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Hackers breach StatCounter to hijack Bitcoin transactions on Gate.io exchange

Hackers have breached StatCounter, one of the internet’s largest web analytics platforms, and have inserted malicious code inside the company’s main site-tracking script.

According to Matthieu Faou, the ESET malware researcher who discovered the hack, this malicious code hijacks any Bitcoin transactions made through the web interface of the Gate.io cryptocurrency exchange.

“We contacted [StatCounter] but they haven’t replied yet,” Faou told ZDNet today in an email. “The JavaScript file at www.statcounter[.]com/counter/counter.js is still compromised.”

Faou says the malicious code was first added to this StatCounter script over the weekend, on Saturday, November 3. The code is still live, as this screenshot taken before the article’s publication can attest.

statcounter-code.png

This JavaScript file is the central piece of StatCounter’s analytics service. Similar to the Google Analytics tracking code, companies load this script on their sites to track visits and review traffic history.

According to a PublicWWW search, there are over 688,000 websites that currently appear to load the company’s tracking script.

But according to Faou, none of these companies have anything to fear, at least for now. This is because the malicious code inserted into StatCounter’s site-tracking script only targets the users of one site –cryptocurrency exchange Gate.io.

The ESET researcher says that the malicious code looks at the page’s current URL and won’t activate unless the page link contains the “myaccount/withdraw/BTC” path.

Faou says that the only website on which he identified this URL pattern was Gate.io, a major cryptocurrency exchange, currently ranked 39th on CoinMarketCap’s rankings.

The URL targeted by the malicious code is part of a user’s account dashboard, and more specifically it’s the URL for the page on which users make Bitcoin withdrawals and transfers.

Faou says the malicious code’s purpose is to secretly replace any Bitcoin address users enter on the page with one controlled by the attacker.

“A different Bitcoin address is used for each victim. We were not able to find the attackers’ main Bitcoin address. Thus, we were not able to pivot on the blockchain transactions and find related attacks,” Faou told ZDNet, suggesting it’s still impossible to determine the amount of Bitcoin the group might have stolen.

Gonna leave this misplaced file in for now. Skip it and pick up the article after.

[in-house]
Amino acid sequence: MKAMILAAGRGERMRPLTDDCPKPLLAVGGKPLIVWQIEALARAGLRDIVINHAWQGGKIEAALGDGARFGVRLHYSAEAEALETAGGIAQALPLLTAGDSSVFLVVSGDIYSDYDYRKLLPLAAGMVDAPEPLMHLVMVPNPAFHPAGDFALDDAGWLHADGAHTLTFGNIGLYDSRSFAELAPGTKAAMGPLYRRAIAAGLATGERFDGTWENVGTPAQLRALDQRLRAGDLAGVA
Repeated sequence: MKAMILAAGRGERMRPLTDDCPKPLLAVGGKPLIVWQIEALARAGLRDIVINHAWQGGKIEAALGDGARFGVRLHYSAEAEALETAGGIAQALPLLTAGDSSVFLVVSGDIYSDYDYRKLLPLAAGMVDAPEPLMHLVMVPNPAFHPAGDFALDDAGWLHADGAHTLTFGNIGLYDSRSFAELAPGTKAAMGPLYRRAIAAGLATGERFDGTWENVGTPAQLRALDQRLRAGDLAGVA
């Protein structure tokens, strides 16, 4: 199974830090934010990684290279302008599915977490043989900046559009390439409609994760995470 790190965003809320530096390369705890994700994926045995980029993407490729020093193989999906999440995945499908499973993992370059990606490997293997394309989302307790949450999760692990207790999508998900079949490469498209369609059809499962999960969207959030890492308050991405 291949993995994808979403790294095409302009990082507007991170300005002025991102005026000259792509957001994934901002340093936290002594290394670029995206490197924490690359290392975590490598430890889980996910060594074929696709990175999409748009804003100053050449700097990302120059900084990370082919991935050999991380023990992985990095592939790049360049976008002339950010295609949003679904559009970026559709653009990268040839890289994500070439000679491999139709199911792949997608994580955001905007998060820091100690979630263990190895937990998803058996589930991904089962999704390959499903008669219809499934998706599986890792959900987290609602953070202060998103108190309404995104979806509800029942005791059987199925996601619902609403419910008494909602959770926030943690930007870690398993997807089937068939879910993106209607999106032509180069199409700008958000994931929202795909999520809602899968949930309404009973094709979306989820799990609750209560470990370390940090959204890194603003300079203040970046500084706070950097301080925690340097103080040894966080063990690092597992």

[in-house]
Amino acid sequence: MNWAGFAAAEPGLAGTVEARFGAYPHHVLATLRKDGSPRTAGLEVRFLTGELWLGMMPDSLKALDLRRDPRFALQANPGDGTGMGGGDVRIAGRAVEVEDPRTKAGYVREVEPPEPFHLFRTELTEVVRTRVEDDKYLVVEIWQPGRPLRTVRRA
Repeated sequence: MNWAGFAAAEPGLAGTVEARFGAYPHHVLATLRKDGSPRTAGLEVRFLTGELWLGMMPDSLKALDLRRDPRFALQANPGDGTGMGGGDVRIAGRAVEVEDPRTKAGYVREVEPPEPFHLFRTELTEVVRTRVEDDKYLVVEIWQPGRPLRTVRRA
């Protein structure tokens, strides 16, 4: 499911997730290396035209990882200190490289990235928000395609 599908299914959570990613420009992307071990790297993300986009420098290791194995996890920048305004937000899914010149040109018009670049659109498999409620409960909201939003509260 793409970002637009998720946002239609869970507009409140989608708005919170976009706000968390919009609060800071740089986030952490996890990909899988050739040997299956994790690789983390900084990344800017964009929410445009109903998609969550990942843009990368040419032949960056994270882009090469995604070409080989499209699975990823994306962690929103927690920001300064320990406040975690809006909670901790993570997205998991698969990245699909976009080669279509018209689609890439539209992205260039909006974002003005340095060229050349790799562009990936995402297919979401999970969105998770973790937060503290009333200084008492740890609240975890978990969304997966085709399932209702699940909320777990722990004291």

Both ESET and ZDNet have reached out to StatCounter to inform it about the security breach, but the company has not responded to either of us.

We also reached out to Gate.io, but the exchange, too, has not responded. However, despite the radio silence, Gate.io admins have removed the StatCounter script from their site.

“Gate.io doesn’t use StatCounter anymore,” Faou told ZDNet. “Thus, Gate.io customers should be safe now.”

However, there are still questions in regards to the number of Gate.io users who might have been affected by this security incident, and the reparations they might be entitled to, questions which Gate.io still needs to address.

The StatCounter incident is just the latest incident in a long list of recent supply-chain attacks via third-party JavaScript code loaded on legitimate sites. In the past year, miscreants have hacked several online services to deliver in-browser cryptocurrency-mining scripts or card-skimming code to unsuspecting users.

“This [incident] is another reminder that external JavaScript code is under the control of a third party and can be modified at any time without notice,” Faou said in a report of the StatCounter hack published on the ESET blog today. Indicators of compromise for security researchers looking to dig deeper in the StatCounter hack are available in Faou’s technical analysis.

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